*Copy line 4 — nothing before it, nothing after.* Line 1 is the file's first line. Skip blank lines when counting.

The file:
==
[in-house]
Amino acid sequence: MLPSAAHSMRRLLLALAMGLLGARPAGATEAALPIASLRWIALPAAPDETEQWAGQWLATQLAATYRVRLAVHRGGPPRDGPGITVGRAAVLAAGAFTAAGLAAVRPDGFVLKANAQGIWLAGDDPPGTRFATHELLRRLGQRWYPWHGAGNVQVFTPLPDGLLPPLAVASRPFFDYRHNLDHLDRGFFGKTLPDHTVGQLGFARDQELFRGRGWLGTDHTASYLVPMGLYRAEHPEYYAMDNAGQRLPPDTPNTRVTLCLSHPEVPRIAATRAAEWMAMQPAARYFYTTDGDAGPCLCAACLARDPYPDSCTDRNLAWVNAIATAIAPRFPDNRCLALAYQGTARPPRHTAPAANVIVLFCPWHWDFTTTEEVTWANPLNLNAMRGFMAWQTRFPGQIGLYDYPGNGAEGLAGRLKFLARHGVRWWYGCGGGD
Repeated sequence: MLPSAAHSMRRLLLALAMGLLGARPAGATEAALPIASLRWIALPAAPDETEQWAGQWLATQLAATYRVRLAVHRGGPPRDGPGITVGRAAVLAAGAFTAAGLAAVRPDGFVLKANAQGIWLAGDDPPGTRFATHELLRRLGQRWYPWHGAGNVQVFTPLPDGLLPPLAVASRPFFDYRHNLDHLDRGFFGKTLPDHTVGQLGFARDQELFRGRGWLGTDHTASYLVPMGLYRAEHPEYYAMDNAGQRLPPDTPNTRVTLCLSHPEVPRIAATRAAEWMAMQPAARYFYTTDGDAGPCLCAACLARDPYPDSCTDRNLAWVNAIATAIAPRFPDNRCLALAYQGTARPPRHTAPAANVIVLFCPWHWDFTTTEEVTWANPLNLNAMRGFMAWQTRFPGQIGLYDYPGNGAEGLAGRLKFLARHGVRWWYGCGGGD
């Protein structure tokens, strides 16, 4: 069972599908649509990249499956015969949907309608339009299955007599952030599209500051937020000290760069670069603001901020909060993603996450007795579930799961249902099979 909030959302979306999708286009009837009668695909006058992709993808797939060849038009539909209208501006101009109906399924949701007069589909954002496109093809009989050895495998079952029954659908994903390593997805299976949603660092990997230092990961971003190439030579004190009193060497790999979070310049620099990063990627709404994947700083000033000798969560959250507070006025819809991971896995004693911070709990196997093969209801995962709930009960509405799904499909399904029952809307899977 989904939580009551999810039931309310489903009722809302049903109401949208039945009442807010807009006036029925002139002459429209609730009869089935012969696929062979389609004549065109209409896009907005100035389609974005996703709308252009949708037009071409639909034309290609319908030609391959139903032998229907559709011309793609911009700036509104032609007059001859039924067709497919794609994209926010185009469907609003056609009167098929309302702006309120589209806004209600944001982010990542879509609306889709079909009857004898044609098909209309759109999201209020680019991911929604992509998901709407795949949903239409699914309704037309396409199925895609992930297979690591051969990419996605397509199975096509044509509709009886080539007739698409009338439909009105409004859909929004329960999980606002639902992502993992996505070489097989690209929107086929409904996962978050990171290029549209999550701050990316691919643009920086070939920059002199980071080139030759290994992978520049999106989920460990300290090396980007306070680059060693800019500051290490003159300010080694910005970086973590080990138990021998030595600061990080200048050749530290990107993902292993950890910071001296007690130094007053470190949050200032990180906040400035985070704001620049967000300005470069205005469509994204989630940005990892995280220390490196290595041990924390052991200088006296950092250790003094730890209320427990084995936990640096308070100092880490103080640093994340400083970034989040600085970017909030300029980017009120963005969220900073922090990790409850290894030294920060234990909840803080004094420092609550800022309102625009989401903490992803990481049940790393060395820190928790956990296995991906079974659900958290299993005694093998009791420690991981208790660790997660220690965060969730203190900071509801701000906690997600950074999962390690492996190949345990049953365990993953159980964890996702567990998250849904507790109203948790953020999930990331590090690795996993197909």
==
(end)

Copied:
């Protein structure tokens, strides 16, 4: 069972599908649509990249499956015969949907309608339009299955007599952030599209500051937020000290760069670069603001901020909060993603996450007795579930799961249902099979 909030959302979306999708286009009837009668695909006058992709993808797939060849038009539909209208501006101009109906399924949701007069589909954002496109093809009989050895495998079952029954659908994903390593997805299976949603660092990997230092990961971003190439030579004190009193060497790999979070310049620099990063990627709404994947700083000033000798969560959250507070006025819809991971896995004693911070709990196997093969209801995962709930009960509405799904499909399904029952809307899977 989904939580009551999810039931309310489903009722809302049903109401949208039945009442807010807009006036029925002139002459429209609730009869089935012969696929062979389609004549065109209409896009907005100035389609974005996703709308252009949708037009071409639909034309290609319908030609391959139903032998229907559709011309793609911009700036509104032609007059001859039924067709497919794609994209926010185009469907609003056609009167098929309302702006309120589209806004209600944001982010990542879509609306889709079909009857004898044609098909209309759109999201209020680019991911929604992509998901709407795949949903239409699914309704037309396409199925895609992930297979690591051969990419996605397509199975096509044509509709009886080539007739698409009338439909009105409004859909929004329960999980606002639902992502993992996505070489097989690209929107086929409904996962978050990171290029549209999550701050990316691919643009920086070939920059002199980071080139030759290994992978520049999106989920460990300290090396980007306070680059060693800019500051290490003159300010080694910005970086973590080990138990021998030595600061990080200048050749530290990107993902292993950890910071001296007690130094007053470190949050200032990180906040400035985070704001620049967000300005470069205005469509994204989630940005990892995280220390490196290595041990924390052991200088006296950092250790003094730890209320427990084995936990640096308070100092880490103080640093994340400083970034989040600085970017909030300029980017009120963005969220900073922090990790409850290894030294920060234990909840803080004094420092609550800022309102625009989401903490992803990481049940790393060395820190928790956990296995991906079974659900958290299993005694093998009791420690991981208790660790997660220690965060969730203190900071509801701000906690997600950074999962390690492996190949345990049953365990993953159980964890996702567990998250849904507790109203948790953020999930990331590090690795996993197909």